Cyclical fluctuations are caused by the ever-changing demand and supply conditions. Sometimes, when producers anticipate a rise in demand for certain goods, they raise investment to produce more. But if demand actually does not rise, a general glut will occur, that is, stock accumulation. Consequently, the affected producers will have to reduce investment, dismiss workers toreduce costs. Both of these have an adverse effect in the economy as a whole. Less investment meanslower production while lower employment means less consumption, lower prices and profits. These cumulative effects lead to a lower national income.

Conclusion: It can be concluded that price mechanism determines allocation of resources as per what consumers want more, which initially sounds right. However, this system cannot be left to itself because of its various imperfections which undoubtedly necessitate government intervention.

Ownership of property:Private ownershipGovernment  ownershipPrivate + Public (government) ownership
Motive or objective:Profit maximizationCollective social welfarePrivate Sector:   Profit maximization. Public Sector:    Social welfare.
Allocative mechanism:Price mechanism ( demand and supply)Rationing mechanism (central planning & quotas )Private Sector: Price mechanism. Public sector: Rationing                                                       mechanism.
Freedom of choice :YesNoPrivate Sector:     Yes. Public sector:        No.
Competition:YesNoPrivate Sector:    Yes. Public sector:       No.
The role of the government :Minimum government intervention in economic affairs. Only limited to maintaining law & order in the country.All economic & noneconomic affairs are in the hands of government.The government limits its role to the provision of necessary goods & services & to regulate the private sector for social welfare.
Variety of goods &  services:YesNoPrivate Sector:     Yes. Public sector:       No.
Quality  of goods &  services:High qualityUsually poor qualityPrivate sector:  High quality. Public sector:   Usually poor                         quality.
Response to changes in demand (Consumer sovereignty):Quick response to changes in consumers’ preferences.Slow or no response.Private Sector:  Quick response. Public sector:    Slow response.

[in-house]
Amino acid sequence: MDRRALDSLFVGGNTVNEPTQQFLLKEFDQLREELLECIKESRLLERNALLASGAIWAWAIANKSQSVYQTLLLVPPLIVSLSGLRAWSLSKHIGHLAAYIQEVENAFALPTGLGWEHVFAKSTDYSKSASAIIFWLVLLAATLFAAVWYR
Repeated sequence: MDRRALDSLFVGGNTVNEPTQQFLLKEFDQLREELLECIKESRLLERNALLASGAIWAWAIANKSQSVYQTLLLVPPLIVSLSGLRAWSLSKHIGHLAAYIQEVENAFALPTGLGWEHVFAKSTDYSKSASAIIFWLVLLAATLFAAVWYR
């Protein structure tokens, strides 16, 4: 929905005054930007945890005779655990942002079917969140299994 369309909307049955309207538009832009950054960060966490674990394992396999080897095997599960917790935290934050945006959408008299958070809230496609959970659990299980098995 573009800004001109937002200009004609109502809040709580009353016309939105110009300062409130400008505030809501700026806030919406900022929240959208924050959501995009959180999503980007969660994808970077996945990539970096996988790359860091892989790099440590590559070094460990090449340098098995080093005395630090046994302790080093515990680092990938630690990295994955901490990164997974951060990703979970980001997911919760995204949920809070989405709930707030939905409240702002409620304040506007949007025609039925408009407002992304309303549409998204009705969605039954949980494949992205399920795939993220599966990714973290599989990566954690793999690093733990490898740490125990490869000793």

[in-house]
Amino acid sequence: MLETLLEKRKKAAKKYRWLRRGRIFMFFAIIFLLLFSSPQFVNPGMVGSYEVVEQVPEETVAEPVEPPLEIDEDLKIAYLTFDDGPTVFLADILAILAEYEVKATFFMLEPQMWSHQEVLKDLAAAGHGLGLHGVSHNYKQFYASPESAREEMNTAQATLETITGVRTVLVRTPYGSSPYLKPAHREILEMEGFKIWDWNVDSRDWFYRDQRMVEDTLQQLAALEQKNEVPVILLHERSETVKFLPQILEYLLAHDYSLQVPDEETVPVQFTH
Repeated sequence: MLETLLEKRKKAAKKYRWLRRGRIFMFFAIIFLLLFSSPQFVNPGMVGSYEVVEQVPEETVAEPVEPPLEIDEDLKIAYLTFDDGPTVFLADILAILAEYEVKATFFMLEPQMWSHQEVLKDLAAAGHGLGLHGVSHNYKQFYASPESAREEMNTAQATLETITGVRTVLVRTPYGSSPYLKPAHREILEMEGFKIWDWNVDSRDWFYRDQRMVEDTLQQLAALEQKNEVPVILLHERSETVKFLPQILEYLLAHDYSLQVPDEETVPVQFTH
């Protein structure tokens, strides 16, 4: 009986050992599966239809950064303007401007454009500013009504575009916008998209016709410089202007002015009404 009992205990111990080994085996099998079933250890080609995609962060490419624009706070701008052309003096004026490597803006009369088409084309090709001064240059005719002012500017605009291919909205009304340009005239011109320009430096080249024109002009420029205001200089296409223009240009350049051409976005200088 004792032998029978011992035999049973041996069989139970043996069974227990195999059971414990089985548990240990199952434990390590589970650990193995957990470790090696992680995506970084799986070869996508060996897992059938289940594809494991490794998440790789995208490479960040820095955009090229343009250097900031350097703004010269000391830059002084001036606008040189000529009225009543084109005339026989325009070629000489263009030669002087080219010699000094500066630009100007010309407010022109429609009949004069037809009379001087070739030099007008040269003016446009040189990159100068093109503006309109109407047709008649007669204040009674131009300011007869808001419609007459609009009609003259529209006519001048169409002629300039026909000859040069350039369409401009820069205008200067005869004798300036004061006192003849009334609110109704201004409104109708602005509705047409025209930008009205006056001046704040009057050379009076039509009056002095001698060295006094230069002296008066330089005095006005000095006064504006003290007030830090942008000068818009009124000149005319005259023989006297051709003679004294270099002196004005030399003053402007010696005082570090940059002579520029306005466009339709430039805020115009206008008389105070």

Efficiency :*Usually efficient allocation of resources because of existence of profit motive *Sometimes inefficient, e.g., in the case of private monopolies.Inefficient allocation of resources because of the absence of a profit motive.The inefficiency of the private sector is minimized by government policies.
Shortages & surpluses :The price mechanism clears the market and there are no shortages or surpluses.Central planning is unable to guess exact quantities demanded; shortages & surpluses are present.Private sector: No shortages and surpluses Public sector: Shortages and surpluses are present.
Merit goods :Under-production & under-consumption.Socially optimum*private sector    under-provides *Missing markets of merit goods will be supplied through government provision.
Public goods :Non-marketable and, therefore, missingProvides public goods through government expenditure.The public sector provides public goods.
Demerit goods :Over-production & over-consumption.Fewer or no demerit goodsThe government discourages consumption by applying high taxes and other imposing other legislative actions.
Distribution of income & wealth:Unequal distributionEven distributionProgressive taxation and welfare payments to the poor will reduce the disparity between the rich & poor.
Useless duplication of goods & services:YesNoMay occur in the private sector, but not in the public sector.
Negative externalities :More than socially optimum levelSocially optimumThe government will regulate negative externalities through taxes and legislative impositions.
Necessities  & luxury goods:Fewer necessities & more luxury goodsMore necessities & fewer luxury goodsThe public sector will provide necessities, even to those who can’t pay for them.